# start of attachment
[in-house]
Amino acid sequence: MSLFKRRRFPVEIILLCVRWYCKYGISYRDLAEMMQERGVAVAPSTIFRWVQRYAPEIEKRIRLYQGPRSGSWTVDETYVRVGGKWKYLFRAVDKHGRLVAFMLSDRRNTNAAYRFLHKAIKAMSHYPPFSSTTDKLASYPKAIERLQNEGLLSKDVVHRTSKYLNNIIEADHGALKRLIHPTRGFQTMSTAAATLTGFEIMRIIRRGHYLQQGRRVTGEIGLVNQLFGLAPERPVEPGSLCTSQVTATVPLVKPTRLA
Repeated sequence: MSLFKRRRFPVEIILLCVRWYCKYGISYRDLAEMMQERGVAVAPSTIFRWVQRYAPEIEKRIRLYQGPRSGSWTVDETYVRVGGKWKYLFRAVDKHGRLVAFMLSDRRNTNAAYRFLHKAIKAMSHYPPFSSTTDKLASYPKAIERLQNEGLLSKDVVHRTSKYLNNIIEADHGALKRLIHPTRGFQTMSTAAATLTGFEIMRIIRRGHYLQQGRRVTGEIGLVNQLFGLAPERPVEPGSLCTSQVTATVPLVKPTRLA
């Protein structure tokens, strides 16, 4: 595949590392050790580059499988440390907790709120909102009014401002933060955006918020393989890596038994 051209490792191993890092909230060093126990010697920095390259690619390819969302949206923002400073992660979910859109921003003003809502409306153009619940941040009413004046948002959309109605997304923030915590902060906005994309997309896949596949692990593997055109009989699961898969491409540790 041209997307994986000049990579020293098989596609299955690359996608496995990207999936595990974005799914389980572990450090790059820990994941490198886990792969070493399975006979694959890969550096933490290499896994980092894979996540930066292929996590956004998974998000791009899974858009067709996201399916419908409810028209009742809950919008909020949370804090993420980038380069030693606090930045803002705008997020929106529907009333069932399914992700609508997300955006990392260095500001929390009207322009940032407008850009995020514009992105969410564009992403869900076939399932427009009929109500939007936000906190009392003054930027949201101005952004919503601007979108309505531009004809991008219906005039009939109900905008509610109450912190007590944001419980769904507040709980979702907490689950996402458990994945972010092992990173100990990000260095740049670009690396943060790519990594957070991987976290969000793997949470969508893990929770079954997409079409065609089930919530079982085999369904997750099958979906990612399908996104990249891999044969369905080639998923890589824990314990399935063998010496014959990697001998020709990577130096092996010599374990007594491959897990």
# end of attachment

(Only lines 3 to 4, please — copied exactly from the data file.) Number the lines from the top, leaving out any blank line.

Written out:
Repeated sequence: MSLFKRRRFPVEIILLCVRWYCKYGISYRDLAEMMQERGVAVAPSTIFRWVQRYAPEIEKRIRLYQGPRSGSWTVDETYVRVGGKWKYLFRAVDKHGRLVAFMLSDRRNTNAAYRFLHKAIKAMSHYPPFSSTTDKLASYPKAIERLQNEGLLSKDVVHRTSKYLNNIIEADHGALKRLIHPTRGFQTMSTAAATLTGFEIMRIIRRGHYLQQGRRVTGEIGLVNQLFGLAPERPVEPGSLCTSQVTATVPLVKPTRLA
């Protein structure tokens, strides 16, 4: 595949590392050790580059499988440390907790709120909102009014401002933060955006918020393989890596038994 051209490792191993890092909230060093126990010697920095390259690619390819969302949206923002400073992660979910859109921003003003809502409306153009619940941040009413004046948002959309109605997304923030915590902060906005994309997309896949596949692990593997055109009989699961898969491409540790 041209997307994986000049990579020293098989596609299955690359996608496995990207999936595990974005799914389980572990450090790059820990994941490198886990792969070493399975006979694959890969550096933490290499896994980092894979996540930066292929996590956004998974998000791009899974858009067709996201399916419908409810028209009742809950919008909020949370804090993420980038380069030693606090930045803002705008997020929106529907009333069932399914992700609508997300955006990392260095500001929390009207322009940032407008850009995020514009992105969410564009992403869900076939399932427009009929109500939007936000906190009392003054930027949201101005952004919503601007979108309505531009004809991008219906005039009939109900905008509610109450912190007590944001419980769904507040709980979702907490689950996402458990994945972010092992990173100990990000260095740049670009690396943060790519990594957070991987976290969000793997949470969508893990929770079954997409079409065609089930919530079982085999369904997750099958979906990612399908996104990249891999044969369905080639998923890589824990314990399935063998010496014959990697001998020709990577130096092996010599374990007594491959897990």